America’s federal equivalent to Europe’s statutory systems for allowing individuals to opt-out of receiving cold calls looks set to arrive soon (ish). But the new rules have more to say about telephone marketing practices.
Topic: Telephone marketing ("Telemarketing")
Who: The US Federal Trade Commission
Where: January 2003
Following the publication of final amendments to the Federal Trade Commission's "Telemarketing Sales Rule", Spring 2003 looks to be the most likely "in force date" for a range of new rules controlling America's telephone marketing industry. Whether these rules will be underpinned by the much-vaunted Federal "Do not call list", now seems to be in doubt, however, at least so far as early 2003 is concerned.
The new Rule requires "express verifiable authorisation" from a consumer in order for a telemarketer to collect a payment, except where the payment method is by credit or debit card. In other words, if the payment method is by way of a customer's telephone, mortgage or utility bill, then the "express verifiable authorisation" rule would apply before payment is extracted from the consumer in this way.
In cases where "pre-acquired account information" is used to bill a consumer, other new rules will apply. This could be in cases where the consumer has already divulged his or her credit card details to the telemarketer for the purposes of a previous purchase and a telemarketer is either seeking to make an "up sale" (making another sale in the course of a telephone conversation that has been initiated in connection with a different transaction or matter) or in seeking to encourage the consumer to participate in a "free to pay conversion transaction". Here we are talking about situations where, for example, a free two month subscription to a magazine is offered, after which a consumer will automatically start to pay at the full subscription rate unless they opt out of receiving further issues.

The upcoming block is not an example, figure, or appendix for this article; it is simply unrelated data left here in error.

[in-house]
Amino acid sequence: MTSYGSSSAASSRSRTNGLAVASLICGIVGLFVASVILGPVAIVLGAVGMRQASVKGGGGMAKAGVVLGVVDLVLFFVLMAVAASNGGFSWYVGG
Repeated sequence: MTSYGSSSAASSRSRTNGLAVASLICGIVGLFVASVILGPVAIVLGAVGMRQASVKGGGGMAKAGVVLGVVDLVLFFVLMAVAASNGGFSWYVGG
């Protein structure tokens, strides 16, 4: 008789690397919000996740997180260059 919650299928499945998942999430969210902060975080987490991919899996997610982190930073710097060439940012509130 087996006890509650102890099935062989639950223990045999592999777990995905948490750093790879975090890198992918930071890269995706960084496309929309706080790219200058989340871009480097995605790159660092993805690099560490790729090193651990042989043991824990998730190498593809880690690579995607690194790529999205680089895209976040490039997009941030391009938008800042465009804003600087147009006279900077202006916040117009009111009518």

In both these cases, "express informed consent" will be required. In a "free to pay conversion transaction" situation this will mean obtaining the last four digits of the consumer's account number, also obtaining the consumer's express agreement to be charged and recording all of the relevant telephone conversation. In any other transaction, the telemarketer must identify the account to be charged with sufficient clarity and also obtain the consumer's express agreement to be charged.
Another "up sale" telephone call rule will require the prompt disclosure of the identity of the seller, the fact that the purpose of the call is to sell goods or services and the nature of those goods or services, while other rules will put a strict limit on abandoned calls by automatic diallers.
Why this matters:
With 23 US states already operating their own "Do not call lists", the possible delay in the introduction of a Federal "Do not call list" due to discussions over how the system will be funded, is not necessarily the big event that it has been cracked up to be by some. However, do these developments represent any threat to UK telephone marketers?
Currently, here in the UK the only specific rules expressly relating to telemarketing are contained in the 1999 Telecommunications (Data Protection and Privacy) Regulations and the 2000 Consumer Protection (Distance Selling) Regulations. The latter require that telephone marketers promptly and at the beginning of the conversation make it clear who they are and what the purpose of their call is, whilst the former introduce a statutory "Telephone Preference Services" (a "Do not call list" by another name) which has been up and running now for nearly 4 years. To this extent, therefore, the UK is already well ahead of the US in terms of countrywide mechanisms in this area, but could UK telemarketers face the prospect of much more detailed and intrusive controls of the kind fore-shadowed in the FTC's new Rule, for instance, in the context of "up sales" and deduction of payments from pre-notified credit card accounts?
The short answer is that marketinglaw has not as yet detected any ground-swell of consumer concern in this area which might persuade the legislators that more detailed controls are required. Just as America has found that their politicians find proposing such measures good vote catchers, however, British and other European politicians may soon latch onto this issue unless the industry ensures that the medium is not abused in the way that clearly has been occurring on the other side of the Atlantic.